This made me curious if we see similar trends for other tracking techniques. In our 2014 paper we also studied cookie respawning [6]. This technique was well studied in the past, both in 2009 and 2011, making it a good candidate to analyze the longitudinal effects of measurement.  As is the case with our measurement, these studies also received a bit of press coverage when released.

The 2009 study, which found HTTP cookie respawning on 6 of the top 100 sites, resulted in a $2.4 million settlement. The 2011 follow-up study found that the use of respawning decreased to just 2 sites in the top 100, and likewise resulted in a $500 thousand settlement. In 2014 we observed respawning on 7 of the top 100 sites, however none of these sites or trackers were US-based entities. This suggests that lawsuits can have an impact, but that impact may be limited by the global nature of the web.

What we’ve learned

Providing transparency into privacy violations online has the potential for huge impact. We saw users unhappy with the trackers that use canvas fingerprinting, with the sites that include those trackers, and even with the browsers they use to visit those sites. It is important that studies visit a large number of sites, and list those on which the privacy violation occurs.

The pressure of transparency affects the larger players more than the long tail. A tracker which is present on a large number of sites, or is present on sites which receive more traffic is more likely to be the focus of news articles or subject to lawsuits. Indeed, our 2016 measurements support it: we’ve seen a large increase in the number of parties involved, but the increase is limited to parties with a much smaller presence.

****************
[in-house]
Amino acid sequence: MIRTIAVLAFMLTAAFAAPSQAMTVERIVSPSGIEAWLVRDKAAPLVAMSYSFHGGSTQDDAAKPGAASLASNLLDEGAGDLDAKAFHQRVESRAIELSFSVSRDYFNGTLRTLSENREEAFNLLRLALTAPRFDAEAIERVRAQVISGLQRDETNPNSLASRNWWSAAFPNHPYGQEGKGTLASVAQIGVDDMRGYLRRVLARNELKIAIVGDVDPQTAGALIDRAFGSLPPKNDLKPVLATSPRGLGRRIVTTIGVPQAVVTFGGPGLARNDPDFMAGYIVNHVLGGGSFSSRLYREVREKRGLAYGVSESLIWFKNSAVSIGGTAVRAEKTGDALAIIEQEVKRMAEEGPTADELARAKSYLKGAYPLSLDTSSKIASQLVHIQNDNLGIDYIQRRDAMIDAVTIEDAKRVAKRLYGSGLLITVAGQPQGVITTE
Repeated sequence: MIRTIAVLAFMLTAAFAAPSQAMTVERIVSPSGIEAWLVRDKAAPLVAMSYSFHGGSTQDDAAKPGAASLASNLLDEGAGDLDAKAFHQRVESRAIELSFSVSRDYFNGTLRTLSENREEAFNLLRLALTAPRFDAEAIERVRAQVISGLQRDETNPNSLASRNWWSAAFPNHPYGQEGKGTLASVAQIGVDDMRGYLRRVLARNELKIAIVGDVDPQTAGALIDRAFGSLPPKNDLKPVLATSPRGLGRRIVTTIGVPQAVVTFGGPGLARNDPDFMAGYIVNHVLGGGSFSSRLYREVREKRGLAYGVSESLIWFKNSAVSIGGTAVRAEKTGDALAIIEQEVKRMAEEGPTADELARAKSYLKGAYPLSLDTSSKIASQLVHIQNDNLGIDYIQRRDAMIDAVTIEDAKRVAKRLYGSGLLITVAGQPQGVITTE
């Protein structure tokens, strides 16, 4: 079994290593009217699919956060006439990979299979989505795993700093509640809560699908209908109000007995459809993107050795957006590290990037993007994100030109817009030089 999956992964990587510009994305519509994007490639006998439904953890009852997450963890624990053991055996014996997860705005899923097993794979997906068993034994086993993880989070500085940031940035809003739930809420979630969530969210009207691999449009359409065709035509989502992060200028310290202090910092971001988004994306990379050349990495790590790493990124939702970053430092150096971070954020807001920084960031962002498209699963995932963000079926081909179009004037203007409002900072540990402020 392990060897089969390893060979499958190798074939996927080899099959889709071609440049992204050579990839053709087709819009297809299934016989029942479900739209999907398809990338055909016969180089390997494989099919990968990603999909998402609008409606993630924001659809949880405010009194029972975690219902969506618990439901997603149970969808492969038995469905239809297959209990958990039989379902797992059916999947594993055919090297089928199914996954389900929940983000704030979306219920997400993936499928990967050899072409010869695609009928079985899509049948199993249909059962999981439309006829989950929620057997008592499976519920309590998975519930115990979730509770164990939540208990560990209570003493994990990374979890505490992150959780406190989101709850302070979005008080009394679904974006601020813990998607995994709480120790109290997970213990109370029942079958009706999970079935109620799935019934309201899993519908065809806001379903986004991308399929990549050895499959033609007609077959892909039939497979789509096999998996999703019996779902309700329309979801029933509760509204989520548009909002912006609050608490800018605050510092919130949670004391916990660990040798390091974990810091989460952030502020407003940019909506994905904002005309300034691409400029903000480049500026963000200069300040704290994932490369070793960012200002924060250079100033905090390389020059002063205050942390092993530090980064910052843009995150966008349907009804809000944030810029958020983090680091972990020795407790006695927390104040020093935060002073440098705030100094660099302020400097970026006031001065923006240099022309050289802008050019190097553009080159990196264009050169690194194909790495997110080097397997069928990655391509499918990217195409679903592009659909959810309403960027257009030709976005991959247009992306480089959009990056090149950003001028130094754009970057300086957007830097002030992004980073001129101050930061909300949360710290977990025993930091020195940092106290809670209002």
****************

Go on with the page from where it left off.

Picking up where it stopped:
In the absence of a lawsuit, policy change, or technical solution, we see that canvas fingerprinting use is beginning to grow again. Without constant monitoring and transparency, level of privacy violations can easily creep back to where they were. A single, well-connected tracker can re-introduce a tracking technique to a large number of first-parties.

The developer community will help, we just need to provide them with the data they need. Our detection methodology served as the foundation for blocking tools, which intercept the same calls we used for detection. The script lists we included in our paper and on our website were incorporated into current blocklists.

In a follow-up post, I’ll discuss the work we’re doing to make regular, large scale measurements of web tracking a reality. I’ll show how the tools we’ve built make it possible to run automated, million site crawls can run every month, and I’ll introduce some new results we’re planning to release.

 

[1] The paper’s website provides a short description of each of these techniques.

[2] See: the EFF’s Panopticlick, and academic papers Cookieless Monster and FPDetective.

[3] For example, adding noise to canvas readouts has the potential to cause problems for non-tracking use cases and can still be defeated by a determined tracker. The Tor Browser’s solution of prompting the user on certain canvas calls does work, however it requires a user’s understanding that the technique can be used for tracking and provides for a less than optimal user experience.

[4] For a nice discussion of information asymmetry and the web: Privacy and the Market for Lemons, or How Websites Are Like Used Cars

[5] These measurements were run using the canvas instrumentation portion of OpenWPM.

[6] For a detailed description of cookie respawning, I suggest reading through Ashkan Soltani’s blog post on the subject.

Thanks to Arvind Narayanan for his helpful comments.

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How Will Consumers Use Faster Internet Speeds?

This week saw an exciting announcement about the experimental deployment of DOCSIS 3.1 in limited markets in the United States, including Philadelphia, Atlanta, and parts of northern California, which will bring gigabit-per-second Internet speeds to many homes over the existing cable infrastructure. The potential for gigabit speeds over the existing cable networks bring hope that more consumers will ultimately enjoy much higher-speed Internet connectivity both in the United States and elsewhere.